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Sea Cobra: Admiral Halsey's Task Force and the Great Pacific Typhoonby Buckner F., Jr. Melton
Synopses & Reviews
The Greatest Generation meets The Perfect Storm in this riveting account of one of the most devastating episodes in the Pacific during World War II.
In the final year of the Second World War, as the United States Navy fought Japanese forces in the largest sea battle in human history, none could foresee that just a few weeks later the Pacific Fleet would be fighting another foe: the Pacific Ocean itself. At the Battle of Leyte Gulf, the Imperial Japanese Navy had unleashed a new weapon of desperation, the dreaded kamikaze squadrons, in an effort to stave off defeat. Admiral Bull” Halsey, his reputation clouded after controversial decisions at Leyte, grew obsessed with destroying kamikaze air bases in the Philippines. Meanwhile, a tropical storm in the Pacific was slowly gaining power, unseen, untracked, unsuspected. It was headlong into this storm, dubbed Typhoon Cobra, that Halsey would lead his fleet.
Sea Cobra tells the dramatic story of the ships and men of the famed Fast Carrier Task Force as fate lands them squarely in the path of this killer typhoon. Using survivors interviews and other firsthand accounts, seasoned historian and author Buckner F. Melton Jr. tells the story of a modern fleet encountering one of the most destructive forces of nature. As bomb- and gasoline-laden aircraft carriers—and destroyers critically low on fuel—are overtaken by towering waves and hundred-plus-knot winds, the fleet is pushed to the brink of disaster. Melton recounts the many heroic efforts in the fleets struggle to survive, and he also examines the ensuing court inquiry ordered by Admiral Chester Nimitz, as officials sought to make sense of this perilous mission.
In the tradition of Joseph Conrad and Herman Wouk comes a gripping, real-life story of men versus the sea—and against the typhoon named Cobra.
"The ripple of interest in the typhoon that struck the U.S. Third Fleet in December 1944, sinking three destroyers and drowning 800 sailors, swells onward in this absorbing naval adventure saga. Historian Melton (Aaron Burr) paints a wider canvas than do Bob Drury and Tom Clavin in Halsey's Typhoon (reviewed Oct. 9). Like them, he regales readers with firsthand recollections of the shrieking winds and titanic waves that battered ships to pieces, the ordeal of survivors besieged by thirst and sharks, and the heroism of sailors who rescued them in mountainous seas. He recounts at length the subsequent navy inquiry into the performance of meteorologists, Adm. William Halsey and Cmdr. James Marks of the sunken destroyer Hull, who are pilloried by Drury and Clavin but largely exonerated here. Melton pads out the story with a blow-by-blow of the preceding Battle of Leyte Gulf, an account of another typhoon Halsey sailed the Third Fleet into in 1945, and a chapter on Japanese kamikazes. Melton's prose can be purplish — 'The beast was still growing in the heart of the sea... feeding on the heat of the water as if it were mother's milk' — but when the storm breaks, he settles down to a straightforward, gripping narrative. Photos." Publishers Weekly (Starred Review) (Copyright Reed Business Information, Inc.)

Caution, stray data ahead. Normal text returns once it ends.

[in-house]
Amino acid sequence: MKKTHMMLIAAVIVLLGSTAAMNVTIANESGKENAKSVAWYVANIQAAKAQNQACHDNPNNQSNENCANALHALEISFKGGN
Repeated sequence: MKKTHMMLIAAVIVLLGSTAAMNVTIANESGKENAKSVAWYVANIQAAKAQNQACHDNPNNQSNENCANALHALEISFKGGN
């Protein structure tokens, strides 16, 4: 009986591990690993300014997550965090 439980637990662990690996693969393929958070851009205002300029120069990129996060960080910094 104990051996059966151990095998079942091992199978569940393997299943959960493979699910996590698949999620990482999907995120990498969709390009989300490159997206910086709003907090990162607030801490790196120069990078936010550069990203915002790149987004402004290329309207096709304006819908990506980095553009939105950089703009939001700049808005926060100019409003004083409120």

Book News Annotation:
Melton recounts the story of how the U.S. Navy's Task Force 38, led by Admiral "Bull" Halsey during World War II, was caught in a typhoon during fighting in the Philippines. He describes the fleet, Halsey's role and decisions, the Battle of Leyte Gulf, what happened when the typhoon (named Cobra) hit, and the later court inquiry ordered by Admiral Chester Nimitz. Melton is a historian and writer-in-residence at Mercer U. Annotation ©2007 Book News, Inc., Portland, OR (booknews.com)
The history of one of the most dramatic and underreported stories of WWII.
One of the costliest battles of World War II happens to be one of the least known. After failing to stop the attack of Admiral Takeo Kurita at Leyte Gulf, Admiral “Bull” Halsey made a desperate attempt to engage the Japanese Imperial Navy in a full-scale battle. Acting against better judgment and in a desperate attempt at redemption, Halsey led his crew into the raging path of a typhoon, which resulted in the loss of nearly one thousand sailors—the most costly mission of the Pacific war.
About the Author
Buckner F. Melton Jr. is a historian and a Distinguished Writer-in-Residence and University Press Fellow at Mercer University. He is the author of A Hanging Offense and Aaron Burr.
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